29 Jan Can Yoga /Movement Benefit your Mental Health ?
Can Yoga /Movement benefit your Mental Health ?
For me, yoga is a form of moving meditation that then helps me to stay in the moment, as it demands and hopefully gets my full and undivided attention. So not only is my body becoming more flexible, but so is my mind. The practice helps me to get in my head to connect with what is going on, connecting to my own inner chimp. Recently, yoga began to have a major impact in my life, allowing me to see that I was not entirely happy with my life and what changes I needed to make.
Are you ready to Stretch your body and calm your mind? Movement and brain health are inherently interconnected, and research suggests that physical exercise is just as beneficial for the brain as it is for the body. While the brain is the control centre for the body, the body also directly impacts the functionality and health of the brain. Engaging in Yoga or any form of exercise can reduce anxiety and depression, improve mood, boost self-esteem, minimise stress, and enhance cognitive functioning.
Moving the body literally boosts the brain.
Having a regular yoga practice can help you to stay calm and relaxed in your daily life, giving you the strength to deal with the everyday challenges of life without becoming stressed or anxious. With yoga, you get a complete package of self-care: breath control, meditation, asana and yoga philosophy, which can all help the recovery from anxiety. Although, as we all soon find out, it’s not a quick fix and does take time.
Here are five ways movement and Yoga can benefit your mental health:
1. Increases brain size.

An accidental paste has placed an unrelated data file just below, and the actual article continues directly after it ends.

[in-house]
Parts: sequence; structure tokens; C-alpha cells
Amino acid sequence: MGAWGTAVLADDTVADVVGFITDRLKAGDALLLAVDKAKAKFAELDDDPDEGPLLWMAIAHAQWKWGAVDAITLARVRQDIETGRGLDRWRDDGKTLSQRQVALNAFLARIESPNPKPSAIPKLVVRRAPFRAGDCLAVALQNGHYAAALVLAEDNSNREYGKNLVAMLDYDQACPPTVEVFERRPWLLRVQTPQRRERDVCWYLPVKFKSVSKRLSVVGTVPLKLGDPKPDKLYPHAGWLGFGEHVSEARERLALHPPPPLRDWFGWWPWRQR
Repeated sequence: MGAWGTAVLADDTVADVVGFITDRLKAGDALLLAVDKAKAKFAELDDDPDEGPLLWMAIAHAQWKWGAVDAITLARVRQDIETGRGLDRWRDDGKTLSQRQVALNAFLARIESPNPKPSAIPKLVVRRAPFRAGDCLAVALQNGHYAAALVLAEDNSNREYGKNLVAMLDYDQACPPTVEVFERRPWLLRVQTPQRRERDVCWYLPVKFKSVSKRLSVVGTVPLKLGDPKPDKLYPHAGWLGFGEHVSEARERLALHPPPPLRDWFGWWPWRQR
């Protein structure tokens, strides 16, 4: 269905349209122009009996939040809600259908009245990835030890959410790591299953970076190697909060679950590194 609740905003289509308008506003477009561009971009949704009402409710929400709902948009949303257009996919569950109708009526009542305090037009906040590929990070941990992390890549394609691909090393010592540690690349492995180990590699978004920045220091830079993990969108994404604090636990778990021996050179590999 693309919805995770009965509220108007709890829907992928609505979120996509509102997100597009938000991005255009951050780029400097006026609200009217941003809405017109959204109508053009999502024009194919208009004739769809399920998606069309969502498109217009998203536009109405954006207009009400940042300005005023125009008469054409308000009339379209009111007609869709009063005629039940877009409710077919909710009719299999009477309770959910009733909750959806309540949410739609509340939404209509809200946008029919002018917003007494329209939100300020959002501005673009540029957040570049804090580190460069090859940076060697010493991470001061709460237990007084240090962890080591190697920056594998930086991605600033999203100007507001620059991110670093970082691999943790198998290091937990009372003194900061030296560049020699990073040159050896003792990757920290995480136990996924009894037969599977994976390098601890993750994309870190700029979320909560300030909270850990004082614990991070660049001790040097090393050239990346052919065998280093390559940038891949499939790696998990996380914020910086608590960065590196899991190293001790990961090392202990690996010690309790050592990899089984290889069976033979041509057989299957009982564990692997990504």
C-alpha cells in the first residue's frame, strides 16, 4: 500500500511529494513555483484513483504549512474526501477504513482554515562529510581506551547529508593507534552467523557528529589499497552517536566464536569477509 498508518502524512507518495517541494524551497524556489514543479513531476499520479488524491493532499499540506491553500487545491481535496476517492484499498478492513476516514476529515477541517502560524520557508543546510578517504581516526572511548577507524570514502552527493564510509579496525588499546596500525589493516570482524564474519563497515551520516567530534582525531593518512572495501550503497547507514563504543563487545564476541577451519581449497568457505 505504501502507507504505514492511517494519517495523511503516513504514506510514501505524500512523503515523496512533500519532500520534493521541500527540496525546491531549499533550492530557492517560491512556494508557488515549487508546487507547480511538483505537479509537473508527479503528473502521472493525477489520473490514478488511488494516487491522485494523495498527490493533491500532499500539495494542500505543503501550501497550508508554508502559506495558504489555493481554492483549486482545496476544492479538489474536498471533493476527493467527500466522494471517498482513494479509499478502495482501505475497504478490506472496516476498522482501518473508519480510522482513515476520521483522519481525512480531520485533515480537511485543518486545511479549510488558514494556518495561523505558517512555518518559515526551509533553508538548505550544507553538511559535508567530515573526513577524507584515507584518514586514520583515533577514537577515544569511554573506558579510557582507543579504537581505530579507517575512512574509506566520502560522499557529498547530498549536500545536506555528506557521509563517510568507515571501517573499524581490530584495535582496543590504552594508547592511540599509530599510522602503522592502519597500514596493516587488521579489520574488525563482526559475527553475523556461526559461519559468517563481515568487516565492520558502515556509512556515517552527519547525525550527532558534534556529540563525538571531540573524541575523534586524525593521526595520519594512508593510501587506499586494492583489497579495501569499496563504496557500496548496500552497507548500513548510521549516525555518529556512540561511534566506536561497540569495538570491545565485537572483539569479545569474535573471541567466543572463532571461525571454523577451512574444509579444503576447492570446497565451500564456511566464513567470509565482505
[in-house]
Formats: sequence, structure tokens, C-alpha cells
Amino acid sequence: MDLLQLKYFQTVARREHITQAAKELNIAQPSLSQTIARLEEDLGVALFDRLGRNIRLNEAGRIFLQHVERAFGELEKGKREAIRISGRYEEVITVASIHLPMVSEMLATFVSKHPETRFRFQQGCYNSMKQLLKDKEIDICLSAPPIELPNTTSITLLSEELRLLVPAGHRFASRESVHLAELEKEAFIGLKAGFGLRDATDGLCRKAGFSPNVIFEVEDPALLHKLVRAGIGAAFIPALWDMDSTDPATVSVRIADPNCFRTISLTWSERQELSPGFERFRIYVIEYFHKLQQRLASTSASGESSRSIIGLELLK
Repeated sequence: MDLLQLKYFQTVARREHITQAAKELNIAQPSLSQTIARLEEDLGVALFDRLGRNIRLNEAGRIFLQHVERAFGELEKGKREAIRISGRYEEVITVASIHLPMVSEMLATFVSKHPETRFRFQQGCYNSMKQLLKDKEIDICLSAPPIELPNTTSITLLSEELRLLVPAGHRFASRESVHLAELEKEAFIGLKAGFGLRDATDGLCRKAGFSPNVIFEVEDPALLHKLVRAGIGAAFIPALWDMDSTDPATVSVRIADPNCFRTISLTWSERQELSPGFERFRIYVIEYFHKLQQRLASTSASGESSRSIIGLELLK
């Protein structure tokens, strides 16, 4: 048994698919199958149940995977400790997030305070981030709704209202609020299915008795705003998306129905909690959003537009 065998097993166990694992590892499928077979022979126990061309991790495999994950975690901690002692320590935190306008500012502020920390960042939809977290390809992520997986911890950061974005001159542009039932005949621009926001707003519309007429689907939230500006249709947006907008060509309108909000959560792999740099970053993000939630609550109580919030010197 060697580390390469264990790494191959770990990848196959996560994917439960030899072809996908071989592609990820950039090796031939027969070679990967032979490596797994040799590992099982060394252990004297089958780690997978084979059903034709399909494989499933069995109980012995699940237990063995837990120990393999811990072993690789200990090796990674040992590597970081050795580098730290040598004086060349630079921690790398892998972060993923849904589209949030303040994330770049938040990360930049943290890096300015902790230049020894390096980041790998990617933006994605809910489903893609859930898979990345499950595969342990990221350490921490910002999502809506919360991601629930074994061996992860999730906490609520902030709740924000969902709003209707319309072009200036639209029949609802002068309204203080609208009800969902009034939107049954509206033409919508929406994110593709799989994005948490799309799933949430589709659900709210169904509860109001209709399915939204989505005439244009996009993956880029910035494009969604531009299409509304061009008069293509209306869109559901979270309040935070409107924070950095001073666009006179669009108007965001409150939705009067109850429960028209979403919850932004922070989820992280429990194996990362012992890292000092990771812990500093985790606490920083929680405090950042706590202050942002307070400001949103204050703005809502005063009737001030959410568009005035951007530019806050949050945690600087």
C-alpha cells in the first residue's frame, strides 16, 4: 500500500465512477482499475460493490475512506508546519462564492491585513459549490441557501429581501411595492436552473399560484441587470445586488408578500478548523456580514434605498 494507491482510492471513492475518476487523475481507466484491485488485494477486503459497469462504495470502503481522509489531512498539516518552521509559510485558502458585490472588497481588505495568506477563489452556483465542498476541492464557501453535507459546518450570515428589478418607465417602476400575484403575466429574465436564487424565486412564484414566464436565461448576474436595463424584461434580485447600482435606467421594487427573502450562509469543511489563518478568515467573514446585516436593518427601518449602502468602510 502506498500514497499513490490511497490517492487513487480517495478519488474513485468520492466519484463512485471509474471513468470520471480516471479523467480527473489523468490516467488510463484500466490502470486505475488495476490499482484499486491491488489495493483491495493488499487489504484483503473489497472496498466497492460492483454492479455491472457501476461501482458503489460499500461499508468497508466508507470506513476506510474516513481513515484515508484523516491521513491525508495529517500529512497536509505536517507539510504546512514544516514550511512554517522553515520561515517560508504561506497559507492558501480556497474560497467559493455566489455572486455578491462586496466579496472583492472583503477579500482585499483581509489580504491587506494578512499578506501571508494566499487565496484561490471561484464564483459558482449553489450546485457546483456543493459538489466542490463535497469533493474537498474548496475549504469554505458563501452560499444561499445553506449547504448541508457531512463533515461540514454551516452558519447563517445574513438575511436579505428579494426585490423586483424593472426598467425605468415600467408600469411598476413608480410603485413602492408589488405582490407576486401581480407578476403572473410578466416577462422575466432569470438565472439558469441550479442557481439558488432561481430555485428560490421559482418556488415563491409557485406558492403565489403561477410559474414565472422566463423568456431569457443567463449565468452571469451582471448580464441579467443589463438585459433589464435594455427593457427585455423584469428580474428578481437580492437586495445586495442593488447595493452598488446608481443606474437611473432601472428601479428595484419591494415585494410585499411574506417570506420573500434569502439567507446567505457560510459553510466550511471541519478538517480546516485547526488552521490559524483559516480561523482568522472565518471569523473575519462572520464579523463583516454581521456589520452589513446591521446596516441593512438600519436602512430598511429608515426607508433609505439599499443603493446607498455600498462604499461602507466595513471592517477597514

Not only does Movement make the existing brain structures healthier, it can increase the size of the brain. Movement stimulates the release of happy hormones, which help the growth of new connections in the brain and improves the health of existing neurons. High-intensity aerobic exercise has been found to increase the volume of the brain regions associated with memory, reasoning, and learning.
Prevents memory loss. Moving increases oxygen and blood circulation throughout the body and the brain. Improved blood circulation in the brain translates to elevated mood and cognitive functioning. Studies show that working out twice a week can prevent the cognitive decline that typically happens with age, like memory loss and brain functionality.
Improves sleep. Mindful movement like Yoga or Pilates indirectly boost mental health by improving sleep patterns—both in the quality and quantity of sleep. Engaging in fitness during the day increases the amount of time spent in deep sleep during the night. Spending more time in the restorative sleep stage not only enhances your immune system functionality, it can help manage stress and anxiety.
Reduces anxiety and depression. Yoga can produce an anti-anxiety effect in the brain. As stress or anxiety is often a big factor in depression, a part of yoga’s effectiveness derives from its proven ability to allow the release of tension and lowering of cortisol levels. For the body to relax at its cellular level, a shift is needed to be made to create a state of deep rest and calm. Only mind-body practices like yoga, where the emphasis is on deep, restful breathing, allow this. Learning how to breathe more deeply and cultivating breath control: these simple things have an effect on your mental state.
Boosts mood. Working out enhances chemicals in the brain—like dopamine, serotonin, and norepinephrine—that are associated with improved mood and decreased stress. When we boost our heart rate, our body releases endorphins, resulting in a boost of energy and improved mood. By exercising, your mood can be significantly enhanced by the brain learning to naturally produce these mood-enhancing substances, reducing the stress hormone cortisol.
What impacts our body impacts our brain and vice-versa. Exercise is essential to mental wellness. By working out, we can change and boost our brain functions and structure, helping to reduce stress, anxiety, and depression, and improve enhanced cognitive functioning, mood, and energy. While it’s always important to recognize that each individual responds uniquely to exercise, using physical movement as a mechanism can enhance our brain for optimal wellness.